When person dies in Oklahoma, many times their estate will go through probate. It is during this time that the estate is settled under court supervision. In general, once an estate has a personal representative assigned, they are able to gather the estate’s assets and creditor information. Once an estate executor has been named, they have a number of duties. In general, they will have to gather the estate’s assets and notify creditors and beneficiaries. They also must notify all creditors, including credit cards, mortgage companies and loans, among others. When it comes to the order of payments out of a person’s estate during the probate process, the estate administrator, appraiser, attorney and whomever helps with the management of the estate are usually the first to be paid. The deceased’s burial and funeral expenses would generally be paid next. TheContinue reading: Order of payments in the probate of an estate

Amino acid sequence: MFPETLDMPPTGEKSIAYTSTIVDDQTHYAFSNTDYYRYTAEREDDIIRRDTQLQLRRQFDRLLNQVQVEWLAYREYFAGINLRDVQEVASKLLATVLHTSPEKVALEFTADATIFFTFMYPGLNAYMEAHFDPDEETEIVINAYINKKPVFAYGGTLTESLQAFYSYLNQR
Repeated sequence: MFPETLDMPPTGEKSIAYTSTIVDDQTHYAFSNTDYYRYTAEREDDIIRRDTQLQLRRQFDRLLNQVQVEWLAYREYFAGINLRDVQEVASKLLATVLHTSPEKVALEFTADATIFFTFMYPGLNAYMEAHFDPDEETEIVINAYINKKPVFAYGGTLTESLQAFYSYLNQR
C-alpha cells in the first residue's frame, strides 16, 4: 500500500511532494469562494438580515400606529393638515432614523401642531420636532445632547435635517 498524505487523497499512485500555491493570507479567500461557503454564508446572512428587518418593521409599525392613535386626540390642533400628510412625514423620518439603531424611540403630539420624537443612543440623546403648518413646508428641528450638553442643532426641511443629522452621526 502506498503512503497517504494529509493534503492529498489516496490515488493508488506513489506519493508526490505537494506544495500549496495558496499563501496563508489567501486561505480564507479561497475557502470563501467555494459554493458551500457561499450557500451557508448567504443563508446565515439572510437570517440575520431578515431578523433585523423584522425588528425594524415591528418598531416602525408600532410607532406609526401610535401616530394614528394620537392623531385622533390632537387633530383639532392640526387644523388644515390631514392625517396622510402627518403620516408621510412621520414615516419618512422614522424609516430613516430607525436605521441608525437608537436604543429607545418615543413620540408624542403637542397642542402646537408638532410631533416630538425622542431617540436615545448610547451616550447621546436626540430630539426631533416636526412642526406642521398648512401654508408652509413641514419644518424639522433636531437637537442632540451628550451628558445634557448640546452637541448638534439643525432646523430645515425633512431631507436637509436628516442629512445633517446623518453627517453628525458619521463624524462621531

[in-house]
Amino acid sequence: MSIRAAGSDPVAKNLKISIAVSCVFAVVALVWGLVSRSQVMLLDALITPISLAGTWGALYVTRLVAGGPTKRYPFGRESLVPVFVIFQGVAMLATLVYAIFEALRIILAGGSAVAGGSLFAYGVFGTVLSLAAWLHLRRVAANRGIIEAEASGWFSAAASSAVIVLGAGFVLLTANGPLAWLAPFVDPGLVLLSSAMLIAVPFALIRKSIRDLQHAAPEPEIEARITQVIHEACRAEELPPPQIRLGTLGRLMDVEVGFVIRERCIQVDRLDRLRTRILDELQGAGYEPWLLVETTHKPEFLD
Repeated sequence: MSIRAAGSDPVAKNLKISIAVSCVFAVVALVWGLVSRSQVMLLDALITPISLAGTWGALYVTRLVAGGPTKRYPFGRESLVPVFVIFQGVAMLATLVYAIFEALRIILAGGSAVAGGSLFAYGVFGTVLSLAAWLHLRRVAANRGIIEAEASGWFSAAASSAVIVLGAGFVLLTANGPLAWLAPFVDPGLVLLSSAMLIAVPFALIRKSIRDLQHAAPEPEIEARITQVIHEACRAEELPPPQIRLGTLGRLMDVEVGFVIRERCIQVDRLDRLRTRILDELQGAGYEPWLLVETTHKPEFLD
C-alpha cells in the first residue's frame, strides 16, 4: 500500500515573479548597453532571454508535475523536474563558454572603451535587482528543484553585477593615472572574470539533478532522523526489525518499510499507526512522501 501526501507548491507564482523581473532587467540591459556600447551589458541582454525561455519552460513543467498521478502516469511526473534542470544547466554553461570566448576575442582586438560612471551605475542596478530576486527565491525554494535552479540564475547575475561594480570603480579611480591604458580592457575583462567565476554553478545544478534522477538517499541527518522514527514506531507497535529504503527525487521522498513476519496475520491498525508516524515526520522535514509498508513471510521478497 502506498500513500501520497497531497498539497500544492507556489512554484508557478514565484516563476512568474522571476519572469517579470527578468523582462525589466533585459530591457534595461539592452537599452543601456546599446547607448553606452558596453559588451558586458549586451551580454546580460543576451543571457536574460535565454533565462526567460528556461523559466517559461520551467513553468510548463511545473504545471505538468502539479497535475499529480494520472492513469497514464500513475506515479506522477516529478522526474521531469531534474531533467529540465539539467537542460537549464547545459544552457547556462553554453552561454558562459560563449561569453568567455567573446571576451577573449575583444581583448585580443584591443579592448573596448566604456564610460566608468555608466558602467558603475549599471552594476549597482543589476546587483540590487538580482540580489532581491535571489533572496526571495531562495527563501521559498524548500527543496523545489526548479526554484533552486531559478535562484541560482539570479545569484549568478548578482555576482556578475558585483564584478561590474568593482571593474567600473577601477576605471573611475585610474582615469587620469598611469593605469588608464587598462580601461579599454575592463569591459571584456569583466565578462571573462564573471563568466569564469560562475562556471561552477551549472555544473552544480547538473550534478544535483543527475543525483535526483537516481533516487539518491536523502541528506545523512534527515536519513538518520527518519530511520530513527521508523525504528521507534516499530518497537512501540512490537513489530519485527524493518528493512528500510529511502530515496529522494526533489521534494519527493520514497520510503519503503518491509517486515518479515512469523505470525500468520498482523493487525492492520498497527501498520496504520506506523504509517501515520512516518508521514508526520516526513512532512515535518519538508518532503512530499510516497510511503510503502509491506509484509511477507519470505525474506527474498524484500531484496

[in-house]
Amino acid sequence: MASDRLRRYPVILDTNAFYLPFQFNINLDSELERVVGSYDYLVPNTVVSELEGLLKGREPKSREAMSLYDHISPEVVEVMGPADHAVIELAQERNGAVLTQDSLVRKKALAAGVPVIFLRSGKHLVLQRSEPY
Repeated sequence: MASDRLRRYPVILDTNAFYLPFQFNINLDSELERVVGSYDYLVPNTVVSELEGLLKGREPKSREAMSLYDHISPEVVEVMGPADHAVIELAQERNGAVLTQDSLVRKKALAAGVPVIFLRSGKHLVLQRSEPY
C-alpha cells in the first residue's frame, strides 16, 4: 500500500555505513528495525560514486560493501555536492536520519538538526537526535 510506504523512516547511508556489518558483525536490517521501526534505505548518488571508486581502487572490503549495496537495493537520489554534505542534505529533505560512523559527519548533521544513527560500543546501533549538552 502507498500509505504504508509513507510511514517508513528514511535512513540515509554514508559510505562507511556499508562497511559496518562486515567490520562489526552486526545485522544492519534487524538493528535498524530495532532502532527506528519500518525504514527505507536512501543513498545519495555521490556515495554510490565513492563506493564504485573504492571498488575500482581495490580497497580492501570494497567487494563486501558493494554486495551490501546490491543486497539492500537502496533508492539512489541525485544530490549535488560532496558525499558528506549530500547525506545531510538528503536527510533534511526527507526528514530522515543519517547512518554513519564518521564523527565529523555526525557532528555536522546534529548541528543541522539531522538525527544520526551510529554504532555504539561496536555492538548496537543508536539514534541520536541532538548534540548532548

When Oklahomans hear of “probate,” they may immediately think of a big fight involving a loved one’s will. While the term “probate” has a bad connotation for some, the term actually refers to the legal process that most estates, will or no will, have to go through before property can get legally transferred to a deceased person’s heirs. Admitting a will in to probate, which basically means getting acknowledgement that the will is binding and legal document, is only one step in the entire probate administration process. The process, all of which is overseen to some degree by a local Oklahoma judge, starts when the court appoints a person called a “personal representative” to handle the affairs of the estate. Although a personal representative has many responsibilities, he or she basically is in charge of winding up the business affairsContinue reading: Overview of Oklahoma’s probate process